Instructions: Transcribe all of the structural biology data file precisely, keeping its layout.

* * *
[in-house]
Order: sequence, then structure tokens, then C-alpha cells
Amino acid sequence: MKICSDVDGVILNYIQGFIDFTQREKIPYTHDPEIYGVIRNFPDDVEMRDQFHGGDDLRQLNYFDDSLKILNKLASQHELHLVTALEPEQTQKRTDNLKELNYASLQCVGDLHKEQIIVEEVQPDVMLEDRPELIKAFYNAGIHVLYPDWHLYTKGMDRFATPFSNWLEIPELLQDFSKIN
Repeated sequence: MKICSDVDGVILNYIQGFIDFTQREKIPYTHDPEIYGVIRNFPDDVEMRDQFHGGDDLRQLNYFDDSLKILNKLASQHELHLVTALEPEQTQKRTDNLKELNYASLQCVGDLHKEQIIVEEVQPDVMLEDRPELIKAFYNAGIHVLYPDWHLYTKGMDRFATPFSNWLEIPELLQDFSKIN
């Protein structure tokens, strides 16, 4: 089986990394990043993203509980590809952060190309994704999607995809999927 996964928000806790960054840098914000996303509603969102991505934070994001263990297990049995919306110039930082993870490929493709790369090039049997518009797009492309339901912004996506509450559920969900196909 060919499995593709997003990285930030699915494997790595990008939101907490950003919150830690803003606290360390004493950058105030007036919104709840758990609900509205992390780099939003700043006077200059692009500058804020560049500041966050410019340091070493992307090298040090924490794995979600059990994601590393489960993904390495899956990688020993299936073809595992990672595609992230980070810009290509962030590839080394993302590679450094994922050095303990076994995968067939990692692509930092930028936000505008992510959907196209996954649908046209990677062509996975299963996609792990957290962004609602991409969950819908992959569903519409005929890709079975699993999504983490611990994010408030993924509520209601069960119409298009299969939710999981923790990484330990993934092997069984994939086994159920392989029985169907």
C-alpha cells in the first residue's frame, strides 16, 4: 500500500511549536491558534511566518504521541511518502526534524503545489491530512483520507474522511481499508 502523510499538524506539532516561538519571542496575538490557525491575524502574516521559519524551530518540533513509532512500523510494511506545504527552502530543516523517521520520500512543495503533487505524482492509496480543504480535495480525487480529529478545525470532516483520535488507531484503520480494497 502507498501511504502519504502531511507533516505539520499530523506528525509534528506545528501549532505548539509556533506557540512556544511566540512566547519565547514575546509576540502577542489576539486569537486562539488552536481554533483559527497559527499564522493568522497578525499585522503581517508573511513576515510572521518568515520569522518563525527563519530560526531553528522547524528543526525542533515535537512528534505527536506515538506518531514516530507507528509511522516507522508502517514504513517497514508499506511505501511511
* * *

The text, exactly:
[in-house]
Order: sequence, then structure tokens, then C-alpha cells
Amino acid sequence: MKICSDVDGVILNYIQGFIDFTQREKIPYTHDPEIYGVIRNFPDDVEMRDQFHGGDDLRQLNYFDDSLKILNKLASQHELHLVTALEPEQTQKRTDNLKELNYASLQCVGDLHKEQIIVEEVQPDVMLEDRPELIKAFYNAGIHVLYPDWHLYTKGMDRFATPFSNWLEIPELLQDFSKIN
Repeated sequence: MKICSDVDGVILNYIQGFIDFTQREKIPYTHDPEIYGVIRNFPDDVEMRDQFHGGDDLRQLNYFDDSLKILNKLASQHELHLVTALEPEQTQKRTDNLKELNYASLQCVGDLHKEQIIVEEVQPDVMLEDRPELIKAFYNAGIHVLYPDWHLYTKGMDRFATPFSNWLEIPELLQDFSKIN
């Protein structure tokens, strides 16, 4: 089986990394990043993203509980590809952060190309994704999607995809999927 996964928000806790960054840098914000996303509603969102991505934070994001263990297990049995919306110039930082993870490929493709790369090039049997518009797009492309339901912004996506509450559920969900196909 060919499995593709997003990285930030699915494997790595990008939101907490950003919150830690803003606290360390004493950058105030007036919104709840758990609900509205992390780099939003700043006077200059692009500058804020560049500041966050410019340091070493992307090298040090924490794995979600059990994601590393489960993904390495899956990688020993299936073809595992990672595609992230980070810009290509962030590839080394993302590679450094994922050095303990076994995968067939990692692509930092930028936000505008992510959907196209996954649908046209990677062509996975299963996609792990957290962004609602991409969950819908992959569903519409005929890709079975699993999504983490611990994010408030993924509520209601069960119409298009299969939710999981923790990484330990993934092997069984994939086994159920392989029985169907």
C-alpha cells in the first residue's frame, strides 16, 4: 500500500511549536491558534511566518504521541511518502526534524503545489491530512483520507474522511481499508 502523510499538524506539532516561538519571542496575538490557525491575524502574516521559519524551530518540533513509532512500523510494511506545504527552502530543516523517521520520500512543495503533487505524482492509496480543504480535495480525487480529529478545525470532516483520535488507531484503520480494497 502507498501511504502519504502531511507533516505539520499530523506528525509534528506545528501549532505548539509556533506557540512556544511566540512566547519565547514575546509576540502577542489576539486569537486562539488552536481554533483559527497559527499564522493568522497578525499585522503581517508573511513576515510572521518568515520569522518563525527563519530560526531553528522547524528543526525542533515535537512528534505527536506515538506518531514516530507507528509511522516507522508502517514504513517497514508499506511505501511511